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Brief alcohol intervention for risky drinking in young people aged 14–15 years in secondary schools: the SIPS JR-HIGH RCT

Giles, Emma L., McGeechan, Grant J., Coulton, Simon, Deluca, Paolo, Drummond, Colin, Howel, Denise, Kaner, Eileen, McColl, Elaine, McGovern, Ruth, Scott, Stephanie, and others. (2019) Brief alcohol intervention for risky drinking in young people aged 14–15 years in secondary schools: the SIPS JR-HIGH RCT. Public Health Research, 7 (9). pp. 1-134. ISSN 2050-4381. (doi:10.3310/phr07090) (KAR id:73913)

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Background: Adverse effects from young people’s alcohol consumption manifest in a range of physical and psychosocial factors, including neurological issues, cognitive impairment and risk-taking behaviours. The SIPS JR-HIGH pilot trial showed alcohol screening and brief intervention (ASBI) to be acceptable to young people and schools in the north-east of England.

Objectives: To conduct a two-arm, individually randomised controlled trial to evaluate the effectiveness and cost-effectiveness of ASBI for risky drinking in young people aged 14–15 years in the school setting, to monitor the fidelity of ASBI and to explore the barriers to, and facilitators of, implementation with staff,

demographic information.

Results: A total of 4523 young people completed the baseline survey, with 1064 screening positively (24%) and 443 being eligible to take part in the trial. Of those 443, 233 (53%) were randomised to the control arm and 210 were randomised to the intervention arm. Of the 443, 374 (84%) were successfully followed up at 12 months (intervention, n = 178; control, n = 196). The results were that the intervention showed no evidence of benefit for any alcohol-related measure when compared with the control arm. At 12 months we found a reduction from 61.9% to 43.3% using the Alcohol Use Disorders Identification Test cut-off point of 8 and cut-off point of 4 (69.0% to 60.7%). These results were not significant. A cost-effectiveness analysis showed that the average net cost saving of the brief intervention was £2865 (95% confidence interval –£11,272 to £2707) per year compared with usual practice, with the intervention showing a 76% probability of being cost saving compared with usual practice. The interview findings showed that school was an acceptable setting to carry out ASBI among staff and young people.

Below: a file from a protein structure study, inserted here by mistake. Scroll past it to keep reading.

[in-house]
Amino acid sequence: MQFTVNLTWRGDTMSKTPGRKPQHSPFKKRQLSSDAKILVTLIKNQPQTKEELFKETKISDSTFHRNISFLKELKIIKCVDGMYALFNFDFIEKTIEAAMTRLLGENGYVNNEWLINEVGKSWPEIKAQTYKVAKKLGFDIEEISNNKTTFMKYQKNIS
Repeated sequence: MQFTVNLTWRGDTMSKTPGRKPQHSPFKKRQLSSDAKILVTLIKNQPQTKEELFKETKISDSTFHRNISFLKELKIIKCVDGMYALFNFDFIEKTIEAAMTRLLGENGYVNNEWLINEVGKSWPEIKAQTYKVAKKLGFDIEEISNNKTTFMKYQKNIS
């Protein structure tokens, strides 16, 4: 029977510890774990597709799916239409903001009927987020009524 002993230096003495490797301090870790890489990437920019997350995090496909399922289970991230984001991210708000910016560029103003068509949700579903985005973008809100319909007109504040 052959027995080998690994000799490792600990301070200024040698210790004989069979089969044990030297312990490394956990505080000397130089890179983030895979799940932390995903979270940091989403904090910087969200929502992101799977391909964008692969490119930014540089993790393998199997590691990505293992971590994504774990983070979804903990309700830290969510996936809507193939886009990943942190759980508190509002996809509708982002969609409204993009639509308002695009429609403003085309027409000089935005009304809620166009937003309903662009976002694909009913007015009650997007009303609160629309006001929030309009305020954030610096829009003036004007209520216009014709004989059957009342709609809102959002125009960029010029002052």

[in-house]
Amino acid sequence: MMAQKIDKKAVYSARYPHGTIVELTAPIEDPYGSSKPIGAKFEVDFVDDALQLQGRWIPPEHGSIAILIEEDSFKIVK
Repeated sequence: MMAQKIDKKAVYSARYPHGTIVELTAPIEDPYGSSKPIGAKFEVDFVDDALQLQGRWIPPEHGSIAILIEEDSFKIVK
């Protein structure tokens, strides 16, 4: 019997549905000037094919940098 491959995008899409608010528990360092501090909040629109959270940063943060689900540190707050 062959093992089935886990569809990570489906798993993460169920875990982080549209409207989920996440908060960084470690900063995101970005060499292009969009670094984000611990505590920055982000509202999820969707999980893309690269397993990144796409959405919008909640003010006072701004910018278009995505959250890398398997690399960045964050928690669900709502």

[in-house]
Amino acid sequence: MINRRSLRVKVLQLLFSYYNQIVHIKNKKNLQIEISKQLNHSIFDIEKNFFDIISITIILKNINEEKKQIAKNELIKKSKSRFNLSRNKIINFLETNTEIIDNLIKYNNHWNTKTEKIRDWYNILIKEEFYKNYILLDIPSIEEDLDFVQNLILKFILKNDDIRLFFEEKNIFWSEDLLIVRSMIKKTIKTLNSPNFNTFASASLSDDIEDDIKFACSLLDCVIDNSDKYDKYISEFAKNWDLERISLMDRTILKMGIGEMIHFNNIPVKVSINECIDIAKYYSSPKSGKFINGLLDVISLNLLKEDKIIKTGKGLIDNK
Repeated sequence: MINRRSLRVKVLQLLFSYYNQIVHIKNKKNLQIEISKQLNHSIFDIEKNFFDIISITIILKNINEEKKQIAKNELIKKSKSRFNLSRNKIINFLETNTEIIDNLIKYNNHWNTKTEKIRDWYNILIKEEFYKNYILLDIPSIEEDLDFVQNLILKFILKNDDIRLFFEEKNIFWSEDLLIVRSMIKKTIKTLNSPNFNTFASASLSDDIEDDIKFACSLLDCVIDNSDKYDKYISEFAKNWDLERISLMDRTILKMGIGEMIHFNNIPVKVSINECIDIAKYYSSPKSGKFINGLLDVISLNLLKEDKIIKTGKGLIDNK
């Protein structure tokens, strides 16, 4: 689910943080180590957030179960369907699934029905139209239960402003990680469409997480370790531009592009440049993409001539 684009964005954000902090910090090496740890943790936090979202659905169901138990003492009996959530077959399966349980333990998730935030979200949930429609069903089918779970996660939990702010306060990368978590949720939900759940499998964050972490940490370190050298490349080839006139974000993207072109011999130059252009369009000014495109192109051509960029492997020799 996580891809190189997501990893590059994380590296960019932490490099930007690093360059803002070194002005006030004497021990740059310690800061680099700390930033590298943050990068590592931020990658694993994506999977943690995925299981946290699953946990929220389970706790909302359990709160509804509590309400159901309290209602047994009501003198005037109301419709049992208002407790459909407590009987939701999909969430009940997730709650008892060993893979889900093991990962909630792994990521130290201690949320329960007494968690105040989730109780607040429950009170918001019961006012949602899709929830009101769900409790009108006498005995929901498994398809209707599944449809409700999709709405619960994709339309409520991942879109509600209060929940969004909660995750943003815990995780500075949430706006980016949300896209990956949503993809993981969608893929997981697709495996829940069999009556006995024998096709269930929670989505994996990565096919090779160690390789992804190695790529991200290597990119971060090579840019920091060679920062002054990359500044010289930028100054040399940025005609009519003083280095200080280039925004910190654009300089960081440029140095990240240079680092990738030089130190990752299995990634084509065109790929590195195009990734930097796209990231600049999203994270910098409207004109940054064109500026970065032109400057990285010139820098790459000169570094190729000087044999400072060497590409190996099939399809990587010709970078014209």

Limitations: Recruitment of parents to take part in interviews was poor. Only 18 ASBI sessions were recorded, making it difficult to assess internal validity.

Conclusions: Although the intervention was ineffective in reducing risky drinking in young people aged 14–15 years, it was well received by the young people and school staff who participated.

Item Type: Article
DOI/Identification number: 10.3310/phr07090
Divisions: Faculties > Social Sciences > School of Social Policy Sociology and Social Research > Centre for Health Services Studies
Depositing User: Simon Coulton
Date Deposited: 15 May 2019 08:34 UTC
Last Modified: 22 Jul 2019 08:08 UTC
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